The month-long wrangling within the Organization of the Petroleum Exporting Countries (OPEC) over a date for its next meeting has highlighted a changing dynamic in the group.
Consensus-building has never been easy within OPEC, which is composed of 14 Arab and non-Arab oil producers, some of which have deep rivalries.
But tensions have grown as Iran has sought a bigger say, while its exports tumble due to United States sanctions and as a new Riyadh-Moscow axis has developed. OPEC sources say this means future meetings and decisions could be even more fraught.
OPEC members finally agreed on Wednesday to meet on July 1, followed by a meeting with non-OPEC states on July 2. This is a switch from the previously agreed dates of June 25 and 26.
‘Usually OPEC decides’
Agreement was reached after a tussle over timings that coincided with the rising tension in the Gulf over attacks on oil tankers in May and June. Washington and Riyadh have blamed Tehran for the attacks, which Iran has denied.
OPEC sources said Russia was behind a suggestion to push the meeting back until after G20 talks due to be held in late June – a postponement that is backed by Saudi Arabia.
“Some people might think the Russians were actually members of OPEC,” one OPEC source told the Reuters news agency, referring to Moscow’s increasing influence over the oil cartel, of which it is not a member.
A second OPEC source told Reuters, “This has never happened before. Usually OPEC decides on a date and that’s it.”
The original timing would have meant that the meeting would take place just before an end-of-June deadline for the expiry of a deal on output curbs that was agreed between OPEC and non-OPEC producers, an alliance known as OPEC+. The next gathering – in Vienna – will decide whether to extend that pact.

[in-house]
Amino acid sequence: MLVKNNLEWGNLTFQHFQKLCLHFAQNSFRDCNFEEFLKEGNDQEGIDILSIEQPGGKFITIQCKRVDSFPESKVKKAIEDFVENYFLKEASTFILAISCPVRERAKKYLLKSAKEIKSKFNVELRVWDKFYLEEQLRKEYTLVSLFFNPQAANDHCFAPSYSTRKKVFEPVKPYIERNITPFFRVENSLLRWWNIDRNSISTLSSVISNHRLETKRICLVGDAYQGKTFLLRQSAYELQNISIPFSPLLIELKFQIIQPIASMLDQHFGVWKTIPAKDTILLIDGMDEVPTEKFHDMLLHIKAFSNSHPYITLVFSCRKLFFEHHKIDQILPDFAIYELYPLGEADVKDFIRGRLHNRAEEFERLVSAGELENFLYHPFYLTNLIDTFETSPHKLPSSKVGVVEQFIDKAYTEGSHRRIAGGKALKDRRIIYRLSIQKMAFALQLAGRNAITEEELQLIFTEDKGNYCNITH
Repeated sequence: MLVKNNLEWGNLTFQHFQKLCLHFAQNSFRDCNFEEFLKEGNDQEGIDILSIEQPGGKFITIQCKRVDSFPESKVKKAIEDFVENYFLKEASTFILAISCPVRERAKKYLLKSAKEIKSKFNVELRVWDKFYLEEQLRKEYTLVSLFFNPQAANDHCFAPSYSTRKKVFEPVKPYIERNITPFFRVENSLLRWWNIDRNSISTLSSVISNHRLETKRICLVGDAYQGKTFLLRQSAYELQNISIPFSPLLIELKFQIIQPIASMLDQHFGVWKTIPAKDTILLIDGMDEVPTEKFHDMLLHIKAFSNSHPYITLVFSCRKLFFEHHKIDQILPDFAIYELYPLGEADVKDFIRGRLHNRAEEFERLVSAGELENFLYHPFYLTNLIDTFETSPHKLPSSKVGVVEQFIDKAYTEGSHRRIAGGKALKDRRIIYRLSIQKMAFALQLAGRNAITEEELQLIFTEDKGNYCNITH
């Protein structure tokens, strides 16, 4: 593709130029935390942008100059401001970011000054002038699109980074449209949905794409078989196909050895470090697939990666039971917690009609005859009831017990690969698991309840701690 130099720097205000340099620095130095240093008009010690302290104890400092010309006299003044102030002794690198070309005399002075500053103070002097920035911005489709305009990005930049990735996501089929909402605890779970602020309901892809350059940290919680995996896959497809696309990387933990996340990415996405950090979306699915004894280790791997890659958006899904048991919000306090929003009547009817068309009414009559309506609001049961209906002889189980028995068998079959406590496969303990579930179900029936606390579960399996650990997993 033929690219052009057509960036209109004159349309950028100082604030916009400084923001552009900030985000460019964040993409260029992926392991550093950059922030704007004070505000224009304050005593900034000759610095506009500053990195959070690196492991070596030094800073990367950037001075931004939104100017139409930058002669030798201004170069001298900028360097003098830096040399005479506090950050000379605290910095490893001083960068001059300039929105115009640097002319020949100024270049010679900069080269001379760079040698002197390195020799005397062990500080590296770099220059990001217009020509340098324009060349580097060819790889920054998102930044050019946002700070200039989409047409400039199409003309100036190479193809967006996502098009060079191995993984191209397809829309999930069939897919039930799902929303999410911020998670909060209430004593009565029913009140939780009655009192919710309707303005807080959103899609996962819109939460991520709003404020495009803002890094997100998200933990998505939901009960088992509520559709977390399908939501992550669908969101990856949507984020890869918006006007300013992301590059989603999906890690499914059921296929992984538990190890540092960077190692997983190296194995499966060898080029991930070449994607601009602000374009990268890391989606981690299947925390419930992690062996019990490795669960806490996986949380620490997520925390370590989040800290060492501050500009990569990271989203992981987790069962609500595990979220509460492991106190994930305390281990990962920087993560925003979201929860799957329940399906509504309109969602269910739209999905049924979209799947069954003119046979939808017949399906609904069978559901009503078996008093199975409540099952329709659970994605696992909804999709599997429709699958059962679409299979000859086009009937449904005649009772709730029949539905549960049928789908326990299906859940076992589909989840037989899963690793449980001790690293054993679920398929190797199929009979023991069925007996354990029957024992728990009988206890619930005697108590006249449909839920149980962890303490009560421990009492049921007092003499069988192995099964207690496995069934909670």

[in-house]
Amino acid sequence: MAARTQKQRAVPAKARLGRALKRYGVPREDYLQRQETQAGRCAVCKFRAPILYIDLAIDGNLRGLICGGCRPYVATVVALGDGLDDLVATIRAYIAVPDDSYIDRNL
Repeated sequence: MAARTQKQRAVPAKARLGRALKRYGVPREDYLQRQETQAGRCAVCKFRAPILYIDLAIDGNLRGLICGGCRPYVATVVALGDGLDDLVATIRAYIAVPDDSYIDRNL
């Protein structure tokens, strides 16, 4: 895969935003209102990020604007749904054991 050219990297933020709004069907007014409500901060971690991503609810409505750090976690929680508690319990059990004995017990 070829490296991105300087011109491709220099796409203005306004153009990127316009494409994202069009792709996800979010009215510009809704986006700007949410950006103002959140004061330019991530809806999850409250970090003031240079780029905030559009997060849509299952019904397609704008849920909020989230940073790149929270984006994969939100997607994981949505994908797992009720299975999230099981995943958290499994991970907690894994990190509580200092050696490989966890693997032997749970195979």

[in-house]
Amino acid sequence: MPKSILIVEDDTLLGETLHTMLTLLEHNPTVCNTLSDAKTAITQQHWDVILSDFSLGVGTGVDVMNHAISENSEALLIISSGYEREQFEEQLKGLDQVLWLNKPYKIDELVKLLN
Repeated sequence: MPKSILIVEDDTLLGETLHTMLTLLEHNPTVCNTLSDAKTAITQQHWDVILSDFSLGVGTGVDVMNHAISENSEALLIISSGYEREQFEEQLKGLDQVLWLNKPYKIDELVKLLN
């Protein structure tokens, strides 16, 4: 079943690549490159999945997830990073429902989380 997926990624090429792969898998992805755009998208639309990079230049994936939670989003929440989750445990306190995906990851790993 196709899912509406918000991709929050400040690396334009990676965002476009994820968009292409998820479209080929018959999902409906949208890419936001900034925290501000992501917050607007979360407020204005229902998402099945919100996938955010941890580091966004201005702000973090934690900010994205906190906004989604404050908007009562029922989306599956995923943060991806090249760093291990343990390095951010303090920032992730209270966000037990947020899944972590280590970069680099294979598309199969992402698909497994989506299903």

“Iran is maybe upset about not having as much power over what happens,” another OPEC source told Reuters.
Iran, a founding OPEC state, has been pushed down the group’s production rankings as US sanctions imposed in a nuclear row have cut its crude exports to about 500,000 barrels per day (bpd) in May from around 2.5 million bpd in April 2018.
US sanctions have also hurt Venezuela, another OPEC founding member whose economic problems had already sent its oil industry into free fall. Venezuela’s exports have continued to tumble – to below 800,000 bpd from well above 1 million bpd just last year.
At the same time, exports from Iraq, an OPEC state that borders Iran, have climbed, while exports have also surged from the US, which is not party to the OPEC+ deal.
OPEC – in conjunction with Russia and other non-OPEC producers – is now set to decide whether OPEC+ extends or adjusts the supply deal that involves cutting 1.2 million bpd. The deal has been implemented since the beginning of the year.
Saudi Arabia and Russia, which together account for more than 40 percent of the oil produced by the OPEC+ group, have become the main protagonists of the global supply pact. But Riyadh’s close coordination with Moscow on OPEC affairs has rattled other parties involved.
In comments widely seen as directed towards Saudi Arabia, Iranian Oil Minister Bijan Namdar Zanganeh said this month that some OPEC members had turned OPEC into a political hub against two other founding members, namely Iran and Venezuela.
“I believe that these countries are taking OPEC towards collapse, but we want OPEC to be preserved,” he said, according to Iran’s Oil Ministry news agency SHANA. “These two countries will undermine this organisation by instigating infighting in OPEC.”
Feuding between Saudi Arabia and Iran has often emerged at OPEC meetings, reflecting long-running hostility outside of the organisation. The two nations have been battling for years in what are seen as proxy wars across the Middle East.